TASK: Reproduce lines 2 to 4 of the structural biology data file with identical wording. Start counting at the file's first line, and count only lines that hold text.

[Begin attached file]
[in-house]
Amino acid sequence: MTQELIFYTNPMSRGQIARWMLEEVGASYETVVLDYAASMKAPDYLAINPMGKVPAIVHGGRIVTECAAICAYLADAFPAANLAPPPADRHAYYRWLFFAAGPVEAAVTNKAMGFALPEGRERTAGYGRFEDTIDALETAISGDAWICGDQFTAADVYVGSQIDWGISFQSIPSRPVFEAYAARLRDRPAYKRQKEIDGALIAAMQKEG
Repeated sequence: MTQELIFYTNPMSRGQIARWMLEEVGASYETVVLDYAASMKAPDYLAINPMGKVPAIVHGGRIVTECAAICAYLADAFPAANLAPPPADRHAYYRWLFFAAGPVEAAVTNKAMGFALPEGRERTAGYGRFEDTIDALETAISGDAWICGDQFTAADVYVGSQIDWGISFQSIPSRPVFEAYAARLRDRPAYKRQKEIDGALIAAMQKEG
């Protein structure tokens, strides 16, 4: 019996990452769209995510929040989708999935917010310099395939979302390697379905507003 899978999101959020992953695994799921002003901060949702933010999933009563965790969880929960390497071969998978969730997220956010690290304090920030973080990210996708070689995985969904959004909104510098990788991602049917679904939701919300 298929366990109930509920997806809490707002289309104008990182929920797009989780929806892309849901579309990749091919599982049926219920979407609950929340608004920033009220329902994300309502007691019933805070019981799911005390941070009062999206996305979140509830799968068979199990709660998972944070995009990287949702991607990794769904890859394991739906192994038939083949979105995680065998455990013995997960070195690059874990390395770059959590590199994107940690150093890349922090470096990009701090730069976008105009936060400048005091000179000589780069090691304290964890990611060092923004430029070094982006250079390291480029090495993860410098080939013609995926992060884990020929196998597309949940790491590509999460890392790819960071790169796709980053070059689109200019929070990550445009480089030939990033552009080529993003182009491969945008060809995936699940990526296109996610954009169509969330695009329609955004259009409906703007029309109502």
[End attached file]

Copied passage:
Amino acid sequence: MTQELIFYTNPMSRGQIARWMLEEVGASYETVVLDYAASMKAPDYLAINPMGKVPAIVHGGRIVTECAAICAYLADAFPAANLAPPPADRHAYYRWLFFAAGPVEAAVTNKAMGFALPEGRERTAGYGRFEDTIDALETAISGDAWICGDQFTAADVYVGSQIDWGISFQSIPSRPVFEAYAARLRDRPAYKRQKEIDGALIAAMQKEG
Repeated sequence: MTQELIFYTNPMSRGQIARWMLEEVGASYETVVLDYAASMKAPDYLAINPMGKVPAIVHGGRIVTECAAICAYLADAFPAANLAPPPADRHAYYRWLFFAAGPVEAAVTNKAMGFALPEGRERTAGYGRFEDTIDALETAISGDAWICGDQFTAADVYVGSQIDWGISFQSIPSRPVFEAYAARLRDRPAYKRQKEIDGALIAAMQKEG
């Protein structure tokens, strides 16, 4: 019996990452769209995510929040989708999935917010310099395939979302390697379905507003 899978999101959020992953695994799921002003901060949702933010999933009563965790969880929960390497071969998978969730997220956010690290304090920030973080990210996708070689995985969904959004909104510098990788991602049917679904939701919300 298929366990109930509920997806809490707002289309104008990182929920797009989780929806892309849901579309990749091919599982049926219920979407609950929340608004920033009220329902994300309502007691019933805070019981799911005390941070009062999206996305979140509830799968068979199990709660998972944070995009990287949702991607990794769904890859394991739906192994038939083949979105995680065998455990013995997960070195690059874990390395770059959590590199994107940690150093890349922090470096990009701090730069976008105009936060400048005091000179000589780069090691304290964890990611060092923004430029070094982006250079390291480029090495993860410098080939013609995926992060884990020929196998597309949940790491590509999460890392790819960071790169796709980053070059689109200019929070990550445009480089030939990033552009080529993003182009491969945008060809995936699940990526296109996610954009169509969330695009329609955004259009409906703007029309109502």